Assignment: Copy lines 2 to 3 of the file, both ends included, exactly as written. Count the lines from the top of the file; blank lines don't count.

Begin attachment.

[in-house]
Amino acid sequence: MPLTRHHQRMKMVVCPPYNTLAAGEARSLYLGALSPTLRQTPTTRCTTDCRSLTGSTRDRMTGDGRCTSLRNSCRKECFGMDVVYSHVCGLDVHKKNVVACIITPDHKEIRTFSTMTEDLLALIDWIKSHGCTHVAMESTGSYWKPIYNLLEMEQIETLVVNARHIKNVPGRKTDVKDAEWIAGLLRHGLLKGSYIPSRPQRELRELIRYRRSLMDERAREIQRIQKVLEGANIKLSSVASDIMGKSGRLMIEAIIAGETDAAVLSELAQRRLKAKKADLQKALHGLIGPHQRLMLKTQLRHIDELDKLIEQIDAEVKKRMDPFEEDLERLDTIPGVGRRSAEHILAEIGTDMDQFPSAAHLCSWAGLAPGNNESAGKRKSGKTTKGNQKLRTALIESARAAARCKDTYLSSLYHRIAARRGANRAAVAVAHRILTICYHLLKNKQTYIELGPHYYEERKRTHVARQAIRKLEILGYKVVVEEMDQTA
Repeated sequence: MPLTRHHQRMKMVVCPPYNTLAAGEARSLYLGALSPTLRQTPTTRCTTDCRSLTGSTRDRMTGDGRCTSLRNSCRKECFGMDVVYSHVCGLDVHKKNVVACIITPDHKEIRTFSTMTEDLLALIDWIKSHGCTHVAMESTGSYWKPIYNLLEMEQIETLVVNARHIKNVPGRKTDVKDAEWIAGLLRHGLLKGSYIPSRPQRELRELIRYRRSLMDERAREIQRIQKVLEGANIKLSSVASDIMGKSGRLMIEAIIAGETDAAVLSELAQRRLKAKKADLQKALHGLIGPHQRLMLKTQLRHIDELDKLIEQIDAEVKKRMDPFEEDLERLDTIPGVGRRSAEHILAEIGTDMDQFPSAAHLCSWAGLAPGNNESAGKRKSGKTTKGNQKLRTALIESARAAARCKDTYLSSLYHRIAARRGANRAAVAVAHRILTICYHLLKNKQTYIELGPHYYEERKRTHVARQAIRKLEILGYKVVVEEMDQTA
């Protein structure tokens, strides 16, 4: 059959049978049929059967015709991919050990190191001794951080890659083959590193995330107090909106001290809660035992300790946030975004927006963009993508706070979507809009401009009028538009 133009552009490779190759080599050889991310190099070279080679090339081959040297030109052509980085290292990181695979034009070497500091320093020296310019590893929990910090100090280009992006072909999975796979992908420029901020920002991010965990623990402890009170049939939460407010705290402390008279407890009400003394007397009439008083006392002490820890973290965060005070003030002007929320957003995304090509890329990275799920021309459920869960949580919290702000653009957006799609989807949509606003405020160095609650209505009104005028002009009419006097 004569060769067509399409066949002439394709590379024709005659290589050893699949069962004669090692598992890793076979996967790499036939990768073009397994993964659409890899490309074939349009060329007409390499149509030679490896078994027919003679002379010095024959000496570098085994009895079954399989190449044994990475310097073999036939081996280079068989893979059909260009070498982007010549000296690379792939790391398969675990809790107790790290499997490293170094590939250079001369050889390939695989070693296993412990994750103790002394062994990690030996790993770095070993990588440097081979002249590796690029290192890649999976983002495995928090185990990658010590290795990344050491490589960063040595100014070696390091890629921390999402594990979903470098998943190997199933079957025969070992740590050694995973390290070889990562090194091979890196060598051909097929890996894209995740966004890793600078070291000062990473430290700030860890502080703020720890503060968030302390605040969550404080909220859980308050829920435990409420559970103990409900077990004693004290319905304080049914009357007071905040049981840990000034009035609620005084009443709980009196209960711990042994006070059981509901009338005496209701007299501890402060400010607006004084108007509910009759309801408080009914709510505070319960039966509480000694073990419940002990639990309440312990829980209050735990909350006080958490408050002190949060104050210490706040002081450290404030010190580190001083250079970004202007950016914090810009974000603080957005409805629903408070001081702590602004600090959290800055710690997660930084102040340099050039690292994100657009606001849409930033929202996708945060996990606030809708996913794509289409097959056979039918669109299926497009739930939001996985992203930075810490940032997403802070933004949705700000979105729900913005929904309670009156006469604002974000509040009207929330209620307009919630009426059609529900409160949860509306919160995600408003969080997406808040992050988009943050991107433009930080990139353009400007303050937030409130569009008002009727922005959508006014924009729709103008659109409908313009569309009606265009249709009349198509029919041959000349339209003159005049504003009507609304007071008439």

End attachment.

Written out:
Amino acid sequence: MPLTRHHQRMKMVVCPPYNTLAAGEARSLYLGALSPTLRQTPTTRCTTDCRSLTGSTRDRMTGDGRCTSLRNSCRKECFGMDVVYSHVCGLDVHKKNVVACIITPDHKEIRTFSTMTEDLLALIDWIKSHGCTHVAMESTGSYWKPIYNLLEMEQIETLVVNARHIKNVPGRKTDVKDAEWIAGLLRHGLLKGSYIPSRPQRELRELIRYRRSLMDERAREIQRIQKVLEGANIKLSSVASDIMGKSGRLMIEAIIAGETDAAVLSELAQRRLKAKKADLQKALHGLIGPHQRLMLKTQLRHIDELDKLIEQIDAEVKKRMDPFEEDLERLDTIPGVGRRSAEHILAEIGTDMDQFPSAAHLCSWAGLAPGNNESAGKRKSGKTTKGNQKLRTALIESARAAARCKDTYLSSLYHRIAARRGANRAAVAVAHRILTICYHLLKNKQTYIELGPHYYEERKRTHVARQAIRKLEILGYKVVVEEMDQTA
Repeated sequence: MPLTRHHQRMKMVVCPPYNTLAAGEARSLYLGALSPTLRQTPTTRCTTDCRSLTGSTRDRMTGDGRCTSLRNSCRKECFGMDVVYSHVCGLDVHKKNVVACIITPDHKEIRTFSTMTEDLLALIDWIKSHGCTHVAMESTGSYWKPIYNLLEMEQIETLVVNARHIKNVPGRKTDVKDAEWIAGLLRHGLLKGSYIPSRPQRELRELIRYRRSLMDERAREIQRIQKVLEGANIKLSSVASDIMGKSGRLMIEAIIAGETDAAVLSELAQRRLKAKKADLQKALHGLIGPHQRLMLKTQLRHIDELDKLIEQIDAEVKKRMDPFEEDLERLDTIPGVGRRSAEHILAEIGTDMDQFPSAAHLCSWAGLAPGNNESAGKRKSGKTTKGNQKLRTALIESARAAARCKDTYLSSLYHRIAARRGANRAAVAVAHRILTICYHLLKNKQTYIELGPHYYEERKRTHVARQAIRKLEILGYKVVVEEMDQTA